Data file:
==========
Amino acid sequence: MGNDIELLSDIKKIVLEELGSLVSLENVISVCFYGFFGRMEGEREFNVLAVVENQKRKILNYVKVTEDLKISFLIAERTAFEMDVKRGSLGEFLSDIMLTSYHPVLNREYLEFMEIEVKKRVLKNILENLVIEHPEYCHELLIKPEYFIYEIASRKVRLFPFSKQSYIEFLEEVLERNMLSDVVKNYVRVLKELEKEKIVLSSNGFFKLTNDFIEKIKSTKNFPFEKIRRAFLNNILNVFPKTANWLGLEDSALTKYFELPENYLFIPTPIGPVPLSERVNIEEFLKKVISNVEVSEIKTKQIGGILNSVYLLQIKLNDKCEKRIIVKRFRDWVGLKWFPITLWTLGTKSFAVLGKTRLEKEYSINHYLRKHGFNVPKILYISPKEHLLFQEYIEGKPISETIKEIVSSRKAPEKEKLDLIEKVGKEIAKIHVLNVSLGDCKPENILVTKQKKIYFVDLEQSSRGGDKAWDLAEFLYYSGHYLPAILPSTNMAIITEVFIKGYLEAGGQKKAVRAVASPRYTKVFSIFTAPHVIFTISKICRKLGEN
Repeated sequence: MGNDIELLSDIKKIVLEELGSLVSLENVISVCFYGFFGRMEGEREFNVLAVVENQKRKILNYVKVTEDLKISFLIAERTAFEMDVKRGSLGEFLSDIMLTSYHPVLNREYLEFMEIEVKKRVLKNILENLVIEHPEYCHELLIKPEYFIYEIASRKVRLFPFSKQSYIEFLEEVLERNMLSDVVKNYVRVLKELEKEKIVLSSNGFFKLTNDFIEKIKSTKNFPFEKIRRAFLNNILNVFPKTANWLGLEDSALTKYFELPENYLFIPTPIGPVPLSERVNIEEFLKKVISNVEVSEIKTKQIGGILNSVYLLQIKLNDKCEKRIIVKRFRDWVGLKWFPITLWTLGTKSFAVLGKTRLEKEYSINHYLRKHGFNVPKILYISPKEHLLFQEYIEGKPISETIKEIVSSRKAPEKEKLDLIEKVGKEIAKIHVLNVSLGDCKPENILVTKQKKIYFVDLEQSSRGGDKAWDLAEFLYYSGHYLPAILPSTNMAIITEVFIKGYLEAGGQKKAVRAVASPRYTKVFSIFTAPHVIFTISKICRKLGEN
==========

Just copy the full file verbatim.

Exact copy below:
Amino acid sequence: MGNDIELLSDIKKIVLEELGSLVSLENVISVCFYGFFGRMEGEREFNVLAVVENQKRKILNYVKVTEDLKISFLIAERTAFEMDVKRGSLGEFLSDIMLTSYHPVLNREYLEFMEIEVKKRVLKNILENLVIEHPEYCHELLIKPEYFIYEIASRKVRLFPFSKQSYIEFLEEVLERNMLSDVVKNYVRVLKELEKEKIVLSSNGFFKLTNDFIEKIKSTKNFPFEKIRRAFLNNILNVFPKTANWLGLEDSALTKYFELPENYLFIPTPIGPVPLSERVNIEEFLKKVISNVEVSEIKTKQIGGILNSVYLLQIKLNDKCEKRIIVKRFRDWVGLKWFPITLWTLGTKSFAVLGKTRLEKEYSINHYLRKHGFNVPKILYISPKEHLLFQEYIEGKPISETIKEIVSSRKAPEKEKLDLIEKVGKEIAKIHVLNVSLGDCKPENILVTKQKKIYFVDLEQSSRGGDKAWDLAEFLYYSGHYLPAILPSTNMAIITEVFIKGYLEAGGQKKAVRAVASPRYTKVFSIFTAPHVIFTISKICRKLGEN
Repeated sequence: MGNDIELLSDIKKIVLEELGSLVSLENVISVCFYGFFGRMEGEREFNVLAVVENQKRKILNYVKVTEDLKISFLIAERTAFEMDVKRGSLGEFLSDIMLTSYHPVLNREYLEFMEIEVKKRVLKNILENLVIEHPEYCHELLIKPEYFIYEIASRKVRLFPFSKQSYIEFLEEVLERNMLSDVVKNYVRVLKELEKEKIVLSSNGFFKLTNDFIEKIKSTKNFPFEKIRRAFLNNILNVFPKTANWLGLEDSALTKYFELPENYLFIPTPIGPVPLSERVNIEEFLKKVISNVEVSEIKTKQIGGILNSVYLLQIKLNDKCEKRIIVKRFRDWVGLKWFPITLWTLGTKSFAVLGKTRLEKEYSINHYLRKHGFNVPKILYISPKEHLLFQEYIEGKPISETIKEIVSSRKAPEKEKLDLIEKVGKEIAKIHVLNVSLGDCKPENILVTKQKKIYFVDLEQSSRGGDKAWDLAEFLYYSGHYLPAILPSTNMAIITEVFIKGYLEAGGQKKAVRAVASPRYTKVFSIFTAPHVIFTISKICRKLGEN